Things just seemed to be getting worse.  Was I going to be one of those start-ups with a great idea – in my case, two great ideas that no one other than myself, Dom & a few others knew about? It’s not like I don’t know my limitations.  I think I’m a pretty good technical business analyst, software product manager, maybe even a social media manager. I love pre-sales demos, presenting at shows and conferences, have a pretty cool online education story to tell, love story telling and I’m pretty pleased with my stickman videos and presentation creations. But I just can’t seem to get past this marketing & sales hump. I’ve tried to bring in others but it just hasn’t gelled yet. Maybe some seed money would be the way to go. Either way, if I don’t get any traction, I’ll probably have to drop edu. Yikes! That would really hurt because not only have the Cynapse folks been more than fair with me (I’m also a struggling Reseller), it would mean that my daughter Sara & friends would lose the service.

Perseverance

Back in my IBM days, Perseverance was not only a welcomed characteristic, but encouraged too (by some). In a company of over 390,000 (at the time), it was all too easy to say things like; “I’m waiting for so-and-so to get back to me”, or, “Today’s first agenda item is to decide when we’ll meet again to discuss this matter”. If you truly wanted to make a difference, you had to persevere – you had to press on people, press a few buttons, or, as my wife Anna says, I just had to continue being the real pain in the ass I can be.

Dropping edu, dropping, AnotherSocialEconomy, getting a real job are options I’m just not ready to accept yet. What I really have to do is find a better way to persevere.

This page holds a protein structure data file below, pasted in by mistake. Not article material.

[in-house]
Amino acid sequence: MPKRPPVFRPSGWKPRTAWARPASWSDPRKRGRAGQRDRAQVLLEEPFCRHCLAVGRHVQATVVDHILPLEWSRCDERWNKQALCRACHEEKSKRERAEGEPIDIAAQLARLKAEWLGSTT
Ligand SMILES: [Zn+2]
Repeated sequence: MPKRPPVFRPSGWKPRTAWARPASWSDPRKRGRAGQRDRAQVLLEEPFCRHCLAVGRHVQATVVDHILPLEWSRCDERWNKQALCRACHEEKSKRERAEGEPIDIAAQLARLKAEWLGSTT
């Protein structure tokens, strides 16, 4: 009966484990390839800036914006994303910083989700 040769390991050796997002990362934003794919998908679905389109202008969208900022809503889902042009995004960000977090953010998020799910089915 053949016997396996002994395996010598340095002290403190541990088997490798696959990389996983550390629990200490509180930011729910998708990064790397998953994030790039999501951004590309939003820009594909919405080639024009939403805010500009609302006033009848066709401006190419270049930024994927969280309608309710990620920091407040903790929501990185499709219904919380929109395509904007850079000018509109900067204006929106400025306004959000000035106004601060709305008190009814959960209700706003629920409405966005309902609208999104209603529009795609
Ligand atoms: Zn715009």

Suggestions?

Do you have any suggestions on how I can make edu & AnotherSocialEconomy work for each other? Stay tuned for Part 2.

What To Do When Your Kids Are More Connected Than You Are and Your First Social Safety Net

How to turn an unknown social network of yours into your kids safety net and maybe even help you start connecting too.

Be nice to nerds. Chances are you’ll end up working for one.

Bill Gates

Geniuses at Work: Bill Gates watches his friend and future Microsoft co-founder Paul Allen typing on a teletype terminal at the Lakeside School in Seattle in 1968. Gates was 13 when he entered the exclusive prep school, which was around the time this photo was taken.
Geniuses at Work: Gates watches his friend and future Microsoft co-founder Paul Allen typing on a teletype terminal at the Lakeside School in Seattle in 1968. Gates was 13 when he entered the exclusive prep school, which was around the time this photo was taken.

Background

I have two start-up projects underway. The first, Twetailer was inspired by one of those “OMG! Wouldn’t it be great if you could just yada yada yada?” moments. The second, http://edu.cyn.in, was not. No edu, was created out of my 11-year old daughter Sara’s frustration with her school’s computer curriculum. Complaints like: “Why do I care if something is bold?”, or, “Insert a column? When am I ever going to need that when I grow up?”. Yikes! Wouldn’t it be great if Sara could actually use technology for something she cared about?

You can’t always get what you want

– Mick Jagger, The Rolling Stones